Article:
30 Rock: Satirical and Proud

When I think about sitcoms in the 2000s it brings me straight back to high school watching shows like The Office, 30 Rock, and How I Met Your Mother. One of the shows I’ll never forget is 30 Rock, both due to my emotions at its ending and inevitable laughter at almost every episode. 30 Rock reminded me of our reading on satirical comedy, which may be why it worked so well on television and with connecting to viewers. Peter Steeves discussed how satirical comedy reflects something twisted in our culture, but also succumbs to it in its very nature. For example, SNL making fun of a commercial but then inevitably cutting to a commercial—they are caught up in the exact same system they’re trying to rise above. 30 Rock captures this idea, and it is interesting to think about why and how the show worked so well despite some setbacks.

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30 Rock knew its subject matter as it takes place in the world and network (30 Rock building in NYC, NBC network) that they attempt to satirize. When you watch 30 Rock it feels like you are getting an inside look at the hustle and bustle of both a television show and a popular network.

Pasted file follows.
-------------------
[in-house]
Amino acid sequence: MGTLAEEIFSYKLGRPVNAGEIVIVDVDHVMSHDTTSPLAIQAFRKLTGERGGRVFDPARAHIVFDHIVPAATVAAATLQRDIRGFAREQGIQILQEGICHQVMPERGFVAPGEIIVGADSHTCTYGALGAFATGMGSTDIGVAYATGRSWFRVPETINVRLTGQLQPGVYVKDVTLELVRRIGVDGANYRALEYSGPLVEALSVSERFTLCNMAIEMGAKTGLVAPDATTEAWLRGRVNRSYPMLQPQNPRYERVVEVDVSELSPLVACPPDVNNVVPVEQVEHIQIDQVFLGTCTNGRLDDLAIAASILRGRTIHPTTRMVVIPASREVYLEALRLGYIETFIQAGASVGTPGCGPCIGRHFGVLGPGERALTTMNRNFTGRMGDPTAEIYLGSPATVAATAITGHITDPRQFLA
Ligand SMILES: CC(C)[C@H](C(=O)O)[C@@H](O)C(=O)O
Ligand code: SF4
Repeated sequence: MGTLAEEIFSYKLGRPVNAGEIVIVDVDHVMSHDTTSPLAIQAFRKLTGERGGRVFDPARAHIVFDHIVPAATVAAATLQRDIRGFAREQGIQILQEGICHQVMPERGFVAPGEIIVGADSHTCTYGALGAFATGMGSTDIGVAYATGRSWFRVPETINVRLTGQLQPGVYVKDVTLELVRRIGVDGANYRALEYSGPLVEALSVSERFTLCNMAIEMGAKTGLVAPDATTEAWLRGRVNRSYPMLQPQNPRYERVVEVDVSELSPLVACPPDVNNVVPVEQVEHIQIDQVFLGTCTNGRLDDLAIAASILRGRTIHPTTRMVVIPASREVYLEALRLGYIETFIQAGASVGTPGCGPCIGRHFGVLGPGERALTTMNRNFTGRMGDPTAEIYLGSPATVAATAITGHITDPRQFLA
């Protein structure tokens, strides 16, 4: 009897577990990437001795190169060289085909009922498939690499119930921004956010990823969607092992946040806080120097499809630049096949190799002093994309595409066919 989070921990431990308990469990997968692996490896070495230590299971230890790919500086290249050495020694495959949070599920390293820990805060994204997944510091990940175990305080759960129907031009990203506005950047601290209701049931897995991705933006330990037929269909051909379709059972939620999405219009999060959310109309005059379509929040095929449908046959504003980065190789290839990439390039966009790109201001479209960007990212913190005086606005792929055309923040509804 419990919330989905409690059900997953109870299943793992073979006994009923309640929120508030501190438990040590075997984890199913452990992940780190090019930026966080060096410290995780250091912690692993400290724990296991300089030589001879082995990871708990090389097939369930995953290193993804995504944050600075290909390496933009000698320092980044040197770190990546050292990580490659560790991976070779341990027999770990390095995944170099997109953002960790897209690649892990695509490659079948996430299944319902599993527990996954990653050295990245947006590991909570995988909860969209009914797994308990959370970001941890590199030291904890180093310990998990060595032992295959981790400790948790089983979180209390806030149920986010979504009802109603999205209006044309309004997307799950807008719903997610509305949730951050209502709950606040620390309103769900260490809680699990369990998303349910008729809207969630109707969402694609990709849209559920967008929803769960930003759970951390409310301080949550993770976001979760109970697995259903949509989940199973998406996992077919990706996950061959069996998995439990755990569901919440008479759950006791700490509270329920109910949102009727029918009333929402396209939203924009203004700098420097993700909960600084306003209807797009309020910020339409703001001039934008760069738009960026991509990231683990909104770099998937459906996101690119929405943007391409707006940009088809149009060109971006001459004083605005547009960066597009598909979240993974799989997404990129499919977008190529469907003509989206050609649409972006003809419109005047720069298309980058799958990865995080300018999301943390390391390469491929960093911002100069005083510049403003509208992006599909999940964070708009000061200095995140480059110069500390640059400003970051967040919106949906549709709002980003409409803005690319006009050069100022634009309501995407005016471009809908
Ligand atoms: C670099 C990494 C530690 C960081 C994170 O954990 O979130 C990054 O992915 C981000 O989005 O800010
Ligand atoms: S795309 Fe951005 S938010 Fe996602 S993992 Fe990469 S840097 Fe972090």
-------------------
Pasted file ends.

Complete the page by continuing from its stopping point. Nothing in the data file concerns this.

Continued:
In a sense it broke the fourth wall by making you feel like you know their world and like the characters are talking to you. It does not present itself in mockumentary style (like The Office) yet still subtly connects with viewers throw clever writing, references, and jokes viewers can relate to.

 

For example, there are many scenes in 30 Rock that satirize product placement on television. In one scene, posted below, the characters obviously promote Snapple. This scene reveals something we all know the media does yet is never mentioned or really thought about.

Interestingly, the show purposefully uses product placements and brand integration, relating to Steeves commentary on how satirical comedy attempts to seem clever by pointing something “twisted” in our culture (product placement), yet inevitable succumbs to such act. For example, the episode titled “Mamma Mia” subliminally promotes the NBC Universal film and features a musical plot towards the end of the episode. In addition, the end of the episode was followed by a commercial advertising the film’s DVD release.

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Either way 30 Rock is one of my favorite sitcoms and never fails to make me laugh. The show has been nominated for 103 Emmy awards throughout its time revealing its strong viewership and acclaim throughout its run.

https://i2.wp.com/66.media.tumblr.com/tumblr_marb45JCYL1qhp1v5o1_500.gif– Ziba Klein

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